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NASCAR's Brad Keselowski feels 'naked' without cellphone

Brad Keselowski anticipates his cellphone will be parked and his Twitter feed silent during the NASCAR season finale in Homestead.

Associated Press

Brad Keselowski anticipates his cellphone will be parked and his Twitter feed silent during the NASCAR season finale in Homestead.

HOMESTEAD — Brad Keselow­ski said he feels "naked" without his cellphone.

"That is very accurate," the Sprint Cup's points leader said. "It's my security blanket. But it doesn't really matter how I feel about it."

That's because NASCAR does not want drivers carrying cellphones while racing.

Keselowski was fined $25,000 for tweeting pictures from his phone during a red-flag stop in Phoenix. NASCAR said it told drivers not to bring cellphones into cars after Keselow­ski tweeted during a lengthy delay in February at the Daytona 500.

Asked Thursday at a news conference if he will carry a phone during Sunday's season-ending race at Homestead-Miami Speedway, Keselowski said, "Probably not."

But he also questioned what, to him, seems like NASCAR's blind spot to a new technology.

"The car," he said, "is a product of technology."

Bottom line, Keselowski said, "You can still be involved in social media, but NASCAR has certainly said that they want to draw a line as to what you can do in the car, and I think that's what it means for the future."

STRATEGY: Keselowski is in a weird spot entering the final race, as the driver of Penske Racing's No. 2 Dodge needs only a 15th-place finish to win his first Cup championship.

Does Keselowski, with a 20-point lead over five-time champ Jimmie Johnson, play it safe or does he race as hard as ever?

"I'm going to play my game, race my way," Keselowski said. "That's got us to this point, and if we do that, we'll be fine. That's our approach."

"We definitely don't want to change our thought process," crew chief Paul Wolfe added. "We want to go down there and contend for the win."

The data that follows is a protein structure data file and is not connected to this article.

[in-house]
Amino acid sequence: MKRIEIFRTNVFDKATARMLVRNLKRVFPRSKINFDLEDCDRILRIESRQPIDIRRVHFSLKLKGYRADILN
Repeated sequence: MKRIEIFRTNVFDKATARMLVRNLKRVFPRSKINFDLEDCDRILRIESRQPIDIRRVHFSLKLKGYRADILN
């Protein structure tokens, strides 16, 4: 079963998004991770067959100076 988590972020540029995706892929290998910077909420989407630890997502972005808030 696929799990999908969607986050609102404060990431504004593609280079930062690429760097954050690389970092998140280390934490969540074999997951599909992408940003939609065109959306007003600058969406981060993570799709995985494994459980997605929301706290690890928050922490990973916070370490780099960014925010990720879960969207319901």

The team will adjust "a few small things" on the car to help gas mileage, Wolfe said, and parts that are close to being "mileaged out" will be discarded earlier than usual.

But overall, "We're not going to change our game plan," Wolfe said. "As the race plays out, if we feel like we need to adjust or change a little bit, we can do that on the fly. But as of right now, it's business as usual."

Copy CAT: The situation is the same for James Buescher, who enters tonight's truck series finale 11 points ahead of Timothy Peters and 12 over Ty Dillon.

"If we switch to defense, you get too worried about what these other two guys are doing and you don't focus on your team and what you need to do on the racetrack," Buescher, 22, said. "We've just got to stay focused on our team, run our race just like we have every other week."

ODDS AND ENDS: Peters' wife, Sara, is scheduled to deliver the couple's first child Dec. 17, fitting since dad drives the No. 17 Toyota. "It would be cool to welcome him into the world as a championship dad," Peters said. … Ricky Stenhouse and Elliott Sadler have swapped the Nationwide series lead five times. "I think it would be a good story if we swapped it six times," said Sadler, down by 20 points. … If Dillon, 20, wins the truck series title, he would be the youngest to do so, besting brother Austin, who won last season at 21.

Damian Cristodero can be reached at

NASCAR's Brad Keselowski feels 'naked' without cellphone 11/15/12 [Last modified: Thursday, November 15, 2012 9:39pm]
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